Get Out

Where to Buy Hiking Maps

Where you can (and can't) find topographical maps for your next outdoor adventure.

By Allison Williams August 1, 2012


No map? Just remember to take a left at the sea monster.

Since back in the days of "here there be dragons," maps have told travelers where to go. In wilder areas, topographical maps—those that show the contours of the earth with lots of squiggly lines—are crucial for allowing hikers to avoid cliffs, gullies, and other death traps. Who would guess they'd go out of style?

Last spring, REI's flagship stopped carrying topo maps made by the United State Geological Survey. The company cites a trend toward electronic navigation—smartphone maps, GPS—as its reason. Still like an old-fashioned topo on paper? Here's where to find them in Seattle:

Metsker Maps
There are charts aplenty in the downtown emporium, including USGS maps, though they may need to order the particular region you need. Even when you're not planning an expedition, the store is heaven for mapheads.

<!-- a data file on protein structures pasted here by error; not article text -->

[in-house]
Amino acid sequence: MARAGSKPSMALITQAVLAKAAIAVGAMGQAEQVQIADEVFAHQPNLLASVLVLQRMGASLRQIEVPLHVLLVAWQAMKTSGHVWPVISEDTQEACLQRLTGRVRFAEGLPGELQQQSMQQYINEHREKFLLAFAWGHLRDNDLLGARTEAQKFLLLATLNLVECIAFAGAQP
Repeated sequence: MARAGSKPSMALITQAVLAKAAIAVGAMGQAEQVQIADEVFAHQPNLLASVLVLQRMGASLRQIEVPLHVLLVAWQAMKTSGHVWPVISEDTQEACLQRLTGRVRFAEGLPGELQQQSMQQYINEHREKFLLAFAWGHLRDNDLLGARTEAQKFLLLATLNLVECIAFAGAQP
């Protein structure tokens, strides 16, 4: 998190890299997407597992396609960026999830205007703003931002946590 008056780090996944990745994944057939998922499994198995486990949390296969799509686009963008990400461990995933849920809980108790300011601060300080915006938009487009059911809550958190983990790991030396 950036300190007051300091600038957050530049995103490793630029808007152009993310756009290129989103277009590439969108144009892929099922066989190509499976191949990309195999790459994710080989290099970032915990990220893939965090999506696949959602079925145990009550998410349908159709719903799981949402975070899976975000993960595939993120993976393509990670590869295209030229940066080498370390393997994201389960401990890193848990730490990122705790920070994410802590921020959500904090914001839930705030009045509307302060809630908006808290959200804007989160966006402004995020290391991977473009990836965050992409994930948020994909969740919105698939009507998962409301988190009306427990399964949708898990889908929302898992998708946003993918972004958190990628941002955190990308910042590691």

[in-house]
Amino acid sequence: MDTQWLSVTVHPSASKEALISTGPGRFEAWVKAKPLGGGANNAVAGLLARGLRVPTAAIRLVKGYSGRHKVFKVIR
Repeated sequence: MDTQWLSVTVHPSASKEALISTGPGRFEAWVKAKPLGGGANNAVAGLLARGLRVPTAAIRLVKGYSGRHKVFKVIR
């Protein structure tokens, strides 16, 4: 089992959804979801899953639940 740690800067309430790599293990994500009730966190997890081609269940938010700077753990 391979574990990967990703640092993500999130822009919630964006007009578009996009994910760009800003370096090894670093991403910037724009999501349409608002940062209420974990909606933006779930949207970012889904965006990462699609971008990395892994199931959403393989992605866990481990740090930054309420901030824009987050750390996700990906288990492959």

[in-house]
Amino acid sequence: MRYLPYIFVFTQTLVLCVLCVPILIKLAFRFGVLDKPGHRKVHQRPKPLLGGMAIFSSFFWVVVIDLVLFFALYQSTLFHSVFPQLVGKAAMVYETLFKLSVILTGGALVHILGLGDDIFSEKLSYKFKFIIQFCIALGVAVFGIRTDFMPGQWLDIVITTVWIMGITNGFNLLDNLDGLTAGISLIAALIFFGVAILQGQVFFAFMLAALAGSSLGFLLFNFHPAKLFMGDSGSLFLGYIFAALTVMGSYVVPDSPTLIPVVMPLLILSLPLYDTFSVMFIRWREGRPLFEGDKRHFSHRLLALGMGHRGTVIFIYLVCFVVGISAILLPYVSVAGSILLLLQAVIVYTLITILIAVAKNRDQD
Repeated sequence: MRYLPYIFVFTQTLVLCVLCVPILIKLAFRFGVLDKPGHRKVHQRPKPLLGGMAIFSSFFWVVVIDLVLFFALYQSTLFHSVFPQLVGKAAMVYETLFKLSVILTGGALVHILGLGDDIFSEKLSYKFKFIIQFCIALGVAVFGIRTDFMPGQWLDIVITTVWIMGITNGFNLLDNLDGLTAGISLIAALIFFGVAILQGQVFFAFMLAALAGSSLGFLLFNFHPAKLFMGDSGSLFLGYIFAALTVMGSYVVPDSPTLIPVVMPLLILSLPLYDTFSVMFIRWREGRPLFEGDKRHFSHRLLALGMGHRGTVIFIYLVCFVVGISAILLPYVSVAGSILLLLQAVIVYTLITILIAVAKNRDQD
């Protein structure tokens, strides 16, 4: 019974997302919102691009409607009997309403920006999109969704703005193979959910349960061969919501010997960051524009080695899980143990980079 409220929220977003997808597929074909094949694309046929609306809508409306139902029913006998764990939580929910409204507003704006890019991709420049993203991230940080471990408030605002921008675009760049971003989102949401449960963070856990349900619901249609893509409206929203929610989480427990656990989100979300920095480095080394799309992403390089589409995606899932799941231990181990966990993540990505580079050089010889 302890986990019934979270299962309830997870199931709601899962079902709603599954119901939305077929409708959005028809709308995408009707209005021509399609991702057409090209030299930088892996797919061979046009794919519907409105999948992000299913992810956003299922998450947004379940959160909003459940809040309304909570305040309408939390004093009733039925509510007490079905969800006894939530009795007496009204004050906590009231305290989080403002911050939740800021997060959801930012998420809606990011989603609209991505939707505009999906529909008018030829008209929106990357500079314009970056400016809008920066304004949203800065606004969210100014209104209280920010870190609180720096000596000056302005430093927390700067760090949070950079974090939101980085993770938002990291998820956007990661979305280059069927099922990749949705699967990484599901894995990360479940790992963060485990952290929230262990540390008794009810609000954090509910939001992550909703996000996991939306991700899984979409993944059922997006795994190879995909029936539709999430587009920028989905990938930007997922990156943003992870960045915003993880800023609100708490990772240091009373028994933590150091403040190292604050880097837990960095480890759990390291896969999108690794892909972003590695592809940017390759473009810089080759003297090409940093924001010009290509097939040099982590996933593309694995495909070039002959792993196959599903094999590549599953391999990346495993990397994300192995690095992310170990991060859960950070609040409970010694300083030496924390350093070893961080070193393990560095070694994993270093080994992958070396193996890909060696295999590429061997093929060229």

1511 First Ave, 206-623-8747;

The Mountaineers Bookstore
At the headquarters for the 106-year-old club, a bookstore sells USGS and Green Trails maps as well as forest-use passes and Sno-Park permits. They also have many of the books released by their publishing arm, and you don't have to be a member to explore the Magnuson Park store.
7700 Sand Point Way NE, 206-521-6002;

World Wide Travel Store
Like REI, the Wallingford shop doesn't have USGS charts, but they do carry Green Trails versions (as does REI). The Seattle-based Green Trails designs their maps with USGS data and produces them just for Washington, Oregon, and bits of the Southwest.
4411 Wallingford Ave N, 206-634-3453;

Online, free PDFs of some 141,000 USGS maps can be downloaded at the USGS website, including century-old versions for when your day hike is headed through a rift in the time-space continuum.

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